Aviation, tourism and energy writer for the Business Herald

Key says earthquakes risk damaging image of NZ for tourists

Tourist operations such as Whale Watch in Kaikoura will be hit by the quakes. Photo / Derek Clarkson.
Tourist operations such as Whale Watch in Kaikoura will be hit by the quakes. Photo / Derek Clarkson.

Prime Minister John Key says he is worried that New Zealand's image as a tourist destination will be damaged by the earthquakes.

Key, who is also tourism minister, told TVNZ Breakfast that the risk was serious and revealed the visiting Hungarian President was terrified during Monday morning's quake.

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Key said he spoke to visiting Hungarian President Janos Ader yesterday.

Ader was staying in the James Cook Chancellor hotel in Wellington, and said it was the first time he had experienced an earthquake.

"He was terrified," Key told Breakfast.

"The thing I don't like about it is these images were all around the world, we did quite a bit of international media, people cut off your coverage, people just worry about earthquakes," the prime minister said.

"We need to reassure people that the quality of our buildings is very high, truthfully still, the probability of an earthquake is very low, and we're good at handling that.

He said the way the country handled and coped with tourists after disasters was critically important.

Tourism is the country's biggest foreign exchange earner and tourist operators have been looking forward to a bumper summer.

Operations such as Kaikoura's Whale Watch and Hamner Springs' thermal attractions would be affected.

Tourist organisations say while some travellers have had their travel plans disrupted, most of the country is largely unaffected by the quake and aftershocks and it's important this message gets out.

Tourism Industry Aotearoa chief executive Chris Roberts said that after the Christchurch earthquakes, other regions that hadn't been directly impacted suffered a significant drop off in visitors.

''We don't want a repeat of that. Travel to North Canterbury is not currently advisable, but for Christchurch and elsewhere we really hope people continue to travel for business and leisure".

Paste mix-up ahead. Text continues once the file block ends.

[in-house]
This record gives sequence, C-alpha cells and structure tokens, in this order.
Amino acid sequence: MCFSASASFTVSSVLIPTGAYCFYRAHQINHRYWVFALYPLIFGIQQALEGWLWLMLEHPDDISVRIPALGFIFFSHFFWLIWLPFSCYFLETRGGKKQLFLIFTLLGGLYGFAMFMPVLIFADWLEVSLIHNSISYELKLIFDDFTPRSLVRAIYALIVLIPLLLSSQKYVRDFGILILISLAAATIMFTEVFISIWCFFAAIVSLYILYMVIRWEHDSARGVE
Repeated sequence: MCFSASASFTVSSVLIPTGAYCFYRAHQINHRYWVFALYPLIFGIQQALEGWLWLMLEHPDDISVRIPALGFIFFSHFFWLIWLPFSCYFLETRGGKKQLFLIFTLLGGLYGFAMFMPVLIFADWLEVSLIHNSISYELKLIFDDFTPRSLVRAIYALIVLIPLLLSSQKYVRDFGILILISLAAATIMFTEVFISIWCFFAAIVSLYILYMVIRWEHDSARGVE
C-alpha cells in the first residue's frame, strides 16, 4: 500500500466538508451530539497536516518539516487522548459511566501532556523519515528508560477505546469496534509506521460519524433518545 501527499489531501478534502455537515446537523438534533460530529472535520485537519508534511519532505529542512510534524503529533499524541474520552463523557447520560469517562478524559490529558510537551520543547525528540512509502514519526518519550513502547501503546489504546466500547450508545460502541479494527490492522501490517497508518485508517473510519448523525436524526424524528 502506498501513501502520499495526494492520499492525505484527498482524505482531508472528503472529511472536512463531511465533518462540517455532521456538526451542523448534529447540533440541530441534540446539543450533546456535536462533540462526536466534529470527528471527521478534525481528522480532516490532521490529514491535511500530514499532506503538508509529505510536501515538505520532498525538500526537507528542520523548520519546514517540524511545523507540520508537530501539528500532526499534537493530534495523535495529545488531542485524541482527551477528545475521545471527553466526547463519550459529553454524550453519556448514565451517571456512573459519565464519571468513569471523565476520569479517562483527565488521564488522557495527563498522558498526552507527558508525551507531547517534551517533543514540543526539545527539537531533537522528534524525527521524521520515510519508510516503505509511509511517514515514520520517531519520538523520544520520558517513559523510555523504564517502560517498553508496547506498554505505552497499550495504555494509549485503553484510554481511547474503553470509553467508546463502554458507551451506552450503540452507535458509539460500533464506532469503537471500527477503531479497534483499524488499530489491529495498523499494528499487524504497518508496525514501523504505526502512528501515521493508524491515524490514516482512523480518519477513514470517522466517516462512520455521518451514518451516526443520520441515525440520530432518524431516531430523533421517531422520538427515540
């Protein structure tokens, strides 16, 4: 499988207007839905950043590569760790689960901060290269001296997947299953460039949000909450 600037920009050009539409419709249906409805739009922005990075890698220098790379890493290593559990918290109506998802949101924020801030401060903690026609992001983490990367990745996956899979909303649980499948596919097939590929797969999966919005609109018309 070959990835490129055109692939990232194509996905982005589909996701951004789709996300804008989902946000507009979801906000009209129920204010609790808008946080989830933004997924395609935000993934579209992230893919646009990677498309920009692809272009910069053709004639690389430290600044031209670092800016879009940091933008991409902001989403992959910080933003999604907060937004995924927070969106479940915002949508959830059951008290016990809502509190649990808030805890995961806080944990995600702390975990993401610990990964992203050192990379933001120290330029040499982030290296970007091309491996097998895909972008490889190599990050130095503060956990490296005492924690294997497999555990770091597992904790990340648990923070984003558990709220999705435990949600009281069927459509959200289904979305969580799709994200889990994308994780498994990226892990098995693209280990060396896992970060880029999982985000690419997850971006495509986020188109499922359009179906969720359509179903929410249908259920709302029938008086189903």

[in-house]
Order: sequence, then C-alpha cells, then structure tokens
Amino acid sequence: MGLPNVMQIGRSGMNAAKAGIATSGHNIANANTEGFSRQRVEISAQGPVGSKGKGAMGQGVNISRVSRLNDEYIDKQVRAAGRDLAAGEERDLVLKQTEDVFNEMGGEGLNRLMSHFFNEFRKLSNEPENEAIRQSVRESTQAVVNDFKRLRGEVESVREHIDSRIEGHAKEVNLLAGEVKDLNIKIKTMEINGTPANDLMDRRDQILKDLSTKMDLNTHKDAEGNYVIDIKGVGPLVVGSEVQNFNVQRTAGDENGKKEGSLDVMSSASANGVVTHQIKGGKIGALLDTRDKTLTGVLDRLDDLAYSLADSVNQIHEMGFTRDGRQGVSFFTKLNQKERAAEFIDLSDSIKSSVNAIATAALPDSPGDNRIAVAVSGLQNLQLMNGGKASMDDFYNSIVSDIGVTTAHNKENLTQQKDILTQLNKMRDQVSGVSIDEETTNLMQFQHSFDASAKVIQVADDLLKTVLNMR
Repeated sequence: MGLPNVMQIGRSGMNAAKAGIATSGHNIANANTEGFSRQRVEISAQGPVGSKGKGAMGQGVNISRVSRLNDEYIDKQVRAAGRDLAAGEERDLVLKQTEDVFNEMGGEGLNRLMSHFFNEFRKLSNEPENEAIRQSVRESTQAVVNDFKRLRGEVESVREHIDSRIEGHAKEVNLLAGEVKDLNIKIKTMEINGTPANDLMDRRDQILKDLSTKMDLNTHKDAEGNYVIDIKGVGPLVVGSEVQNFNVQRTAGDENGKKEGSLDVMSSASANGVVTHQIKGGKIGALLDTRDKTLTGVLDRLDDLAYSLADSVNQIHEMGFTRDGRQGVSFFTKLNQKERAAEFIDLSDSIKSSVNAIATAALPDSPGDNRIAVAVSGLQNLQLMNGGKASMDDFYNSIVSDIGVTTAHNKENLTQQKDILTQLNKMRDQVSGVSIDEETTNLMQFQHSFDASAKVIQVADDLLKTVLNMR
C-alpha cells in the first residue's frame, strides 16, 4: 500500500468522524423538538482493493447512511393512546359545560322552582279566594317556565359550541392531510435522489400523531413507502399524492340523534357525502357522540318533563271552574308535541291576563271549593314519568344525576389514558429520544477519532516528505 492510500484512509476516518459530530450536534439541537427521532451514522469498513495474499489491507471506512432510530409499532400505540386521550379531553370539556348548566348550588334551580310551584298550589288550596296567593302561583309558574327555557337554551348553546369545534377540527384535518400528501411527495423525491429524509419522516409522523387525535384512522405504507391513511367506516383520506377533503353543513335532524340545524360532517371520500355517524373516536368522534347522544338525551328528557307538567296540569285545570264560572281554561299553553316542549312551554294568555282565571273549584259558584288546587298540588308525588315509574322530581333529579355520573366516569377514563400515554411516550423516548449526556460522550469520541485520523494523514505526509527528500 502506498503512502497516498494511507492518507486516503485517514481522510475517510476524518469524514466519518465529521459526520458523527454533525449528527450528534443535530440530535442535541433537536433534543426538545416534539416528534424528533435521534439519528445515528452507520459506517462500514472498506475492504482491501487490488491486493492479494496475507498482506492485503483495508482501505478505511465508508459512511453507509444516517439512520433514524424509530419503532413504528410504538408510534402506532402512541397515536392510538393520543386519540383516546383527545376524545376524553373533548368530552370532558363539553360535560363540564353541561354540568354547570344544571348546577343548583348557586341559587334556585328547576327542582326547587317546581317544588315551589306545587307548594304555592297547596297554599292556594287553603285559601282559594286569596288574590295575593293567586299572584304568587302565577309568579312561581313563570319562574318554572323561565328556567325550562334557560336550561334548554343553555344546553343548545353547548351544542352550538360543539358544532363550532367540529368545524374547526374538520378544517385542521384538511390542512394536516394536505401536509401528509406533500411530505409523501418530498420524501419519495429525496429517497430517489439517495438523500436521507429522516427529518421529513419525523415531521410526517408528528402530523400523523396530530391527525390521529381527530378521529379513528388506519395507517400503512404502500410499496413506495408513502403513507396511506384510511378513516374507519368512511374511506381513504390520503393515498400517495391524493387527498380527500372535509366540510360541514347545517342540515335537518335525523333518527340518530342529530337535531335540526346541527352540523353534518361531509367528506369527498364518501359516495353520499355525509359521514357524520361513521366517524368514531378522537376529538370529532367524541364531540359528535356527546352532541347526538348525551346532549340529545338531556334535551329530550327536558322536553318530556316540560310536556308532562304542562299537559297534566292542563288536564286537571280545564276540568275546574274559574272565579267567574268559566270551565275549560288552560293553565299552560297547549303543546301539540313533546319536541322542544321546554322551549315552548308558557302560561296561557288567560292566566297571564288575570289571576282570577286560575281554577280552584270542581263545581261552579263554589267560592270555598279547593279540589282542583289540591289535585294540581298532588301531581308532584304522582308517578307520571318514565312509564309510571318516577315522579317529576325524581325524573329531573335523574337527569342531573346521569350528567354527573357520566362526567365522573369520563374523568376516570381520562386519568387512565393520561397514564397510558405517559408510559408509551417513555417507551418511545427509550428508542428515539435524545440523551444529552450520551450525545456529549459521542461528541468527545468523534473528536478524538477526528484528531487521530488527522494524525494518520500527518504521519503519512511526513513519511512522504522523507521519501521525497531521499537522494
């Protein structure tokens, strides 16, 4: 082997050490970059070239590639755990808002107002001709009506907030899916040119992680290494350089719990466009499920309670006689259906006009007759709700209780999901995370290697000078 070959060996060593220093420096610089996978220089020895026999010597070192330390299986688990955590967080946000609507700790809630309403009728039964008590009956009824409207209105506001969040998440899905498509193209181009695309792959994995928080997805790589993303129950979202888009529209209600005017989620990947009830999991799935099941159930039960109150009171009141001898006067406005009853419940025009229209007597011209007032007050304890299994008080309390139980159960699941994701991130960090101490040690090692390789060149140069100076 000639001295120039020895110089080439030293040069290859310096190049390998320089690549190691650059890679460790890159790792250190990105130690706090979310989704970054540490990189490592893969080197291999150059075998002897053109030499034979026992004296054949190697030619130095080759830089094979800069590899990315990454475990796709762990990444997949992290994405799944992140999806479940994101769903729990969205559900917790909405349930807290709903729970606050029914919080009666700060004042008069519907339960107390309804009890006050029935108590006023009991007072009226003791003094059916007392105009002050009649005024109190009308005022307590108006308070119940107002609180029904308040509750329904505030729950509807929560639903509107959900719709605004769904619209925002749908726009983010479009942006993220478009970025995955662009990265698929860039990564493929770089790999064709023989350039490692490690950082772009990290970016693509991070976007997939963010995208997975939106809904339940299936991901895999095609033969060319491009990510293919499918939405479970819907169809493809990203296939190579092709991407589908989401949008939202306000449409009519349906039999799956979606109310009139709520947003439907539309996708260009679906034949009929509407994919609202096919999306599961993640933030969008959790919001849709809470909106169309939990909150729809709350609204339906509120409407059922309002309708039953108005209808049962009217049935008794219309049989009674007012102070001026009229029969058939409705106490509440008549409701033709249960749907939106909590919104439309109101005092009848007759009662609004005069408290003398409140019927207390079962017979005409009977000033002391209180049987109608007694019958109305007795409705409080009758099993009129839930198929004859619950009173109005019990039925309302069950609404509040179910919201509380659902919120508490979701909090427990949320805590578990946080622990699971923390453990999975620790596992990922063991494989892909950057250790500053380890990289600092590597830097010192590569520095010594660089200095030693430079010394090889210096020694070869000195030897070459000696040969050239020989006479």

A number of visitors are currently stuck in Kaikoura and Hanmer Springs and are being helped by the local tourism businesses. Tour operators are busy rearranging itineraries for groups that were due in the area.

They are also reassuring those yet to arrive in New Zealand that it is still safe to come.

Hospitality NZ chief executive Vicki Lee said her organisation had been in contact with a number of our Hanmer Springs and Kaikoura members.

Many had big clean ups underway and are keen to get back on track.

Roberts reiterated that New Zealand remains a safe a place to visit.

"Like many countries, New Zealand gets earthquakes and this time it is North Canterbury's turn to bear the brunt. It's going to take a while to truly gauge the timeline to get State Highway 1 open again, so new travel routes will be needed.''

The Chinese market was vulnerable to shocks like natural disasters and terrorism, which had deterred many from visiting Europe during the past year.

Roberts said the typical eight-day itinerary for a Chinese visitor took in Auckland, Rotorua, Christchurch and Queenstown. If they followed that programme they would be unaffected by the quakes.

According to the Google Trends programme, the number of searches for the phrase "is it safe to travel to New Zealand" has increased exponentially since the earthquake.

- NZ Herald

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